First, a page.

As I’m not actually going to play with this I am mainly going to use it for display and for that I do really like it, the dark blue external part and the Daleks especially will make a nice display though I think I’ll need another base plate to hold them all upright along with the minifigures. The internal part probably will be dismantled and put in the box in bags but I am definitely planning on having the TARDIS exterior and minifigures on display.
If it was bought to play with then I think the interior is fairly nice, there are a lot of details in the console and you can imagine either of the Doctors included running around and pressing buttons while the Daleks are outside. I can see there being a fair amount of playability but I think it would work really well with other Lego sets as the Doctor can land anywhere and have an adventure so anything from the Lego range could work well with it, even if the TARDIS would look rather large. I think if I’d had this when I was playing with Lego when I was younger I would have been very happy. I don’t know that there’s a huge amount of variation in what you can build but I’m sure if someone wanted to they could come up with different things to make, though the palette does kind of limit it a bit with it all being greys and the TARDIS blue.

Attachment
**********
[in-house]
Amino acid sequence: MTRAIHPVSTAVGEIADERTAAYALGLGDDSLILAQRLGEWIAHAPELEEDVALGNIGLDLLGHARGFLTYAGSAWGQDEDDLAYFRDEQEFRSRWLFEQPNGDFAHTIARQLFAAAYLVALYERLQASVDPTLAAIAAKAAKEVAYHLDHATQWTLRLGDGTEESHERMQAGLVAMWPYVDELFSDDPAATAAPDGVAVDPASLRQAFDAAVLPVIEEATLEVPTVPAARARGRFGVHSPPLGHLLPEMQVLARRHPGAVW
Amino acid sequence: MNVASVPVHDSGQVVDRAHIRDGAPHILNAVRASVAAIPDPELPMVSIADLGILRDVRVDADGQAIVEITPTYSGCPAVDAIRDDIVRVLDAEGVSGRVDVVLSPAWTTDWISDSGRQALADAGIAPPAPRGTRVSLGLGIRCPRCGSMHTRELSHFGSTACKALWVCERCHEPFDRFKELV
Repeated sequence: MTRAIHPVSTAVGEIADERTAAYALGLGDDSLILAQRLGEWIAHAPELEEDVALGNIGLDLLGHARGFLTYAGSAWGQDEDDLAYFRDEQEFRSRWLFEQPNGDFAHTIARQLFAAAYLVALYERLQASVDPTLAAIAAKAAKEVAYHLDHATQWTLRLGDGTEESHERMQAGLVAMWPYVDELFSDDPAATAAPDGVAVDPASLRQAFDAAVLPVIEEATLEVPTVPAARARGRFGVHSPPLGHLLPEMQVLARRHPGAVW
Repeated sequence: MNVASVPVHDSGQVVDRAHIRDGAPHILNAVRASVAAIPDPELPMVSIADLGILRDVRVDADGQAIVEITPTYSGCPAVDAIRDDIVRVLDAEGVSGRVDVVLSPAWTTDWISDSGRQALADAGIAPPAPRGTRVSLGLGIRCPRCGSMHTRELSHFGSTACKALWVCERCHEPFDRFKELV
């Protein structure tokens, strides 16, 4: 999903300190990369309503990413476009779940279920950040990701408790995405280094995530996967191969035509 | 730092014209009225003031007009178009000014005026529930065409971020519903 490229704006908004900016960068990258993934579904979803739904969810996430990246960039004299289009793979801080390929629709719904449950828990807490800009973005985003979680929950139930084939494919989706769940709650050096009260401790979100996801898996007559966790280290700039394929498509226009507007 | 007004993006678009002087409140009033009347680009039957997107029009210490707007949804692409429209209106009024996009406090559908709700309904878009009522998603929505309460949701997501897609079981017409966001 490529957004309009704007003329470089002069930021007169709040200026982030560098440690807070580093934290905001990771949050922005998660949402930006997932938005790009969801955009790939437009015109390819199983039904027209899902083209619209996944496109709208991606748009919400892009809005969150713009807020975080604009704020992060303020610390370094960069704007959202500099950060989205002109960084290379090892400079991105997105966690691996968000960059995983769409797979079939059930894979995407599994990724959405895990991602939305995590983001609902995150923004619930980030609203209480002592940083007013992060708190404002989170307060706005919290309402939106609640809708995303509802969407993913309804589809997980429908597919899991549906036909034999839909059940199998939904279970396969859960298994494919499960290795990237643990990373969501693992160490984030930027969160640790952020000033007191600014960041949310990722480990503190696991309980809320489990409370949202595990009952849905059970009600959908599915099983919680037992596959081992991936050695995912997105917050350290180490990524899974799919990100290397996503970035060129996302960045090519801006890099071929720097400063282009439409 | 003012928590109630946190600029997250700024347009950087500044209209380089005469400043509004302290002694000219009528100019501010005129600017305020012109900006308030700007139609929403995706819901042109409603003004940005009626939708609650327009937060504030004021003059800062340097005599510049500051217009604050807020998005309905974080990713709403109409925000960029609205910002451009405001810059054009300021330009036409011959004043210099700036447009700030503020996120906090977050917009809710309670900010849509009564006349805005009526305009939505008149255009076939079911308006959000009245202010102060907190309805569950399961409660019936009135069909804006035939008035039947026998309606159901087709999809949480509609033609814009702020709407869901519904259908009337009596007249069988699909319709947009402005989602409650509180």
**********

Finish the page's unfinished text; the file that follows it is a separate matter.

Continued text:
Overall I think this is a good set, it probably is overpriced for what it is as a play set unless the child is really into Doctor Who but as a collector or grown up fan of Doctor Who I think it’s not too badly priced, but then I don’t own much Lego to do comparisons. I definitely enjoyed building it and I can see it becoming something collectable in the future as well as the fact that I do collect Doctor Who things. I would say that if it was £10 cheaper it would have tempted me more to buy for myself but I can see the amount of detail gone into the design and the amount of printed pieces in there, I guess it’s up to whether it’s worth the price to you.